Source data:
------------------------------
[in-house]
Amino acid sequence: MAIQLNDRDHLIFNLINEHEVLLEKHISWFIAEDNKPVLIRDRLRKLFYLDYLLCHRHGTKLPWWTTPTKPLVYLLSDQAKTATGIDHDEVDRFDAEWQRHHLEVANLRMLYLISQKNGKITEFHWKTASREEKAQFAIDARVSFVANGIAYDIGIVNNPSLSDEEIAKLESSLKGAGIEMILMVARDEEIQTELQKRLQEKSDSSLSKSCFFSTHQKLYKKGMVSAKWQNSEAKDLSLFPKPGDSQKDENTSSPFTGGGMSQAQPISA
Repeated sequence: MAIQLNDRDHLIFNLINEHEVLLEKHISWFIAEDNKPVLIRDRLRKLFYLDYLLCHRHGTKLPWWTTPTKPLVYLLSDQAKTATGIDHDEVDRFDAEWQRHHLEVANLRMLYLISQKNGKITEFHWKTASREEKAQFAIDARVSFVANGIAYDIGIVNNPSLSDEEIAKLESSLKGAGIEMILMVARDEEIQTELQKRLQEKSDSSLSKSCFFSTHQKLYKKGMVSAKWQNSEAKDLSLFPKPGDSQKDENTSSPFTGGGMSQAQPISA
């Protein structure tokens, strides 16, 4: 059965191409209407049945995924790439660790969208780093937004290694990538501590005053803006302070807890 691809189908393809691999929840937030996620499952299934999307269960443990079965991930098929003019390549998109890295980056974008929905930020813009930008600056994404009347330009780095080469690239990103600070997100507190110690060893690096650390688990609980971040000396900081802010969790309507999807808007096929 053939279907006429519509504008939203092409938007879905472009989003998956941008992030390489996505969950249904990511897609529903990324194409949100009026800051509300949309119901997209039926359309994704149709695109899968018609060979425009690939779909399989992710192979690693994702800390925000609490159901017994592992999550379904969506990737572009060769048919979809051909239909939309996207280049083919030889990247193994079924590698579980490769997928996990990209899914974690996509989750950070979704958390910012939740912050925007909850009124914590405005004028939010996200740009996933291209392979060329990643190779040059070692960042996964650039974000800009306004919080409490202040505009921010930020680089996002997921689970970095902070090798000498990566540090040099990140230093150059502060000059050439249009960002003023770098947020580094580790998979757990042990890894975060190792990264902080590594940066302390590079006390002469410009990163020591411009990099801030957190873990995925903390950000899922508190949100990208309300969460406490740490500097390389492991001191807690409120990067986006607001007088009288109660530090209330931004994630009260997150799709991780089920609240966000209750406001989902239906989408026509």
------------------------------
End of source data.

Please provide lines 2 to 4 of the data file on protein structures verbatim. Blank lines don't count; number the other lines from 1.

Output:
Amino acid sequence: MAIQLNDRDHLIFNLINEHEVLLEKHISWFIAEDNKPVLIRDRLRKLFYLDYLLCHRHGTKLPWWTTPTKPLVYLLSDQAKTATGIDHDEVDRFDAEWQRHHLEVANLRMLYLISQKNGKITEFHWKTASREEKAQFAIDARVSFVANGIAYDIGIVNNPSLSDEEIAKLESSLKGAGIEMILMVARDEEIQTELQKRLQEKSDSSLSKSCFFSTHQKLYKKGMVSAKWQNSEAKDLSLFPKPGDSQKDENTSSPFTGGGMSQAQPISA
Repeated sequence: MAIQLNDRDHLIFNLINEHEVLLEKHISWFIAEDNKPVLIRDRLRKLFYLDYLLCHRHGTKLPWWTTPTKPLVYLLSDQAKTATGIDHDEVDRFDAEWQRHHLEVANLRMLYLISQKNGKITEFHWKTASREEKAQFAIDARVSFVANGIAYDIGIVNNPSLSDEEIAKLESSLKGAGIEMILMVARDEEIQTELQKRLQEKSDSSLSKSCFFSTHQKLYKKGMVSAKWQNSEAKDLSLFPKPGDSQKDENTSSPFTGGGMSQAQPISA
């Protein structure tokens, strides 16, 4: 059965191409209407049945995924790439660790969208780093937004290694990538501590005053803006302070807890 691809189908393809691999929840937030996620499952299934999307269960443990079965991930098929003019390549998109890295980056974008929905930020813009930008600056994404009347330009780095080469690239990103600070997100507190110690060893690096650390688990609980971040000396900081802010969790309507999807808007096929 053939279907006429519509504008939203092409938007879905472009989003998956941008992030390489996505969950249904990511897609529903990324194409949100009026800051509300949309119901997209039926359309994704149709695109899968018609060979425009690939779909399989992710192979690693994702800390925000609490159901017994592992999550379904969506990737572009060769048919979809051909239909939309996207280049083919030889990247193994079924590698579980490769997928996990990209899914974690996509989750950070979704958390910012939740912050925007909850009124914590405005004028939010996200740009996933291209392979060329990643190779040059070692960042996964650039974000800009306004919080409490202040505009921010930020680089996002997921689970970095902070090798000498990566540090040099990140230093150059502060000059050439249009960002003023770098947020580094580790998979757990042990890894975060190792990264902080590594940066302390590079006390002469410009990163020591411009990099801030957190873990995925903390950000899922508190949100990208309300969460406490740490500097390389492991001191807690409120990067986006607001007088009288109660530090209330931004994630009260997150799709991780089920609240966000209750406001989902239906989408026509």